Only you will know this, but the best person to ask is your medical doctor or your psychiatrist. Most people decide to go on medication when they feel their anxiety is becoming difficult to manage, but everyone is different. I think there are many benefits to taking meditations, but there are side effects also. Speak with your medical doctor to see what medications would be best for you. The main thing to remember is that you are not weak for needing to take medication. If you have diabetes, you would take insulin. Mental health disorders are no less valid then other medical conditions.

5. What is one thing I can do every day to lower my overall anxiety?

There are a few things you can do. Number one, daily light exercise can help you to manage anxiety significantly. It doesn’t have to be high intensity. Just find a form of exercise that feels fabulous for you. Maybe try dancing, walking in the park, or even swimming can be a fun way to get your body moving. Speak with your doctor before starting any exercise routine.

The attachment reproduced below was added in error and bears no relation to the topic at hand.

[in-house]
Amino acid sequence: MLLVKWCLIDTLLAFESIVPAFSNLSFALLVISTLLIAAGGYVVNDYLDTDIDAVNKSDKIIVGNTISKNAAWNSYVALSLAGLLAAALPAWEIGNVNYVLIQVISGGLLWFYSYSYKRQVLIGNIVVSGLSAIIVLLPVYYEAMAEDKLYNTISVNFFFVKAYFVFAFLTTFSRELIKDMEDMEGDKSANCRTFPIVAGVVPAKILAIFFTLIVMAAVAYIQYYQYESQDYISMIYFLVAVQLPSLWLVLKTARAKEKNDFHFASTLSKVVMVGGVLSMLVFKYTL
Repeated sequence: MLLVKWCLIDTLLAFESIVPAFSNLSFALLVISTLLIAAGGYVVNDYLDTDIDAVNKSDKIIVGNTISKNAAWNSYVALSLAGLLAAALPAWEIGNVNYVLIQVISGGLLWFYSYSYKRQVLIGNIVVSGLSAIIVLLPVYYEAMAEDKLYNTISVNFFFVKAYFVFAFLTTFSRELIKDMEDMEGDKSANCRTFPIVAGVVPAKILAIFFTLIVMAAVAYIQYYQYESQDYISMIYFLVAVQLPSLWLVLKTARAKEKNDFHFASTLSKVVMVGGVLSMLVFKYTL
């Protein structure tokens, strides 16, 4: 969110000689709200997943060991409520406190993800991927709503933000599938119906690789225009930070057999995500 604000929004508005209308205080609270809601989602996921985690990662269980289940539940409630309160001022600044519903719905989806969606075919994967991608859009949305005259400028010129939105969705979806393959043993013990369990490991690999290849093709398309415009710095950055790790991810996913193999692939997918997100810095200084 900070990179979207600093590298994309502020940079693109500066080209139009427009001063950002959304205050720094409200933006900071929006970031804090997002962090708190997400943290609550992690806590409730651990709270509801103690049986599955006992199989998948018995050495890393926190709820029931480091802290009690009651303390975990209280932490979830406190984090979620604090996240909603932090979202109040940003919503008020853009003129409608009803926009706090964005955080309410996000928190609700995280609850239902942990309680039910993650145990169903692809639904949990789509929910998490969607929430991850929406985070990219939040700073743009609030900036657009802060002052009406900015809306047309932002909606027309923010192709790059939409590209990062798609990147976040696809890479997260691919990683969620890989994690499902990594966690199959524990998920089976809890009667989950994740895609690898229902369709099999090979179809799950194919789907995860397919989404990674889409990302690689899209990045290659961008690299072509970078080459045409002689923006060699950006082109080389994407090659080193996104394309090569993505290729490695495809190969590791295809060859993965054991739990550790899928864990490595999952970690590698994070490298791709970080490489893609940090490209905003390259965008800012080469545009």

Number two, start a mindfulness practice. I cannot tell you how wonderful it is to have a mindfulness practice in each day. Mindfulness is the art of being present in this moment without judging it as good or bad. Mindfulness can be practiced while you are meditating, typing at your computer, walking, or even while washing the dishes. When we are mindful, we are not focusing on the future “possible” dangers and disasters. When we are mindful, we are aware of what is happening right now, with self-compassion.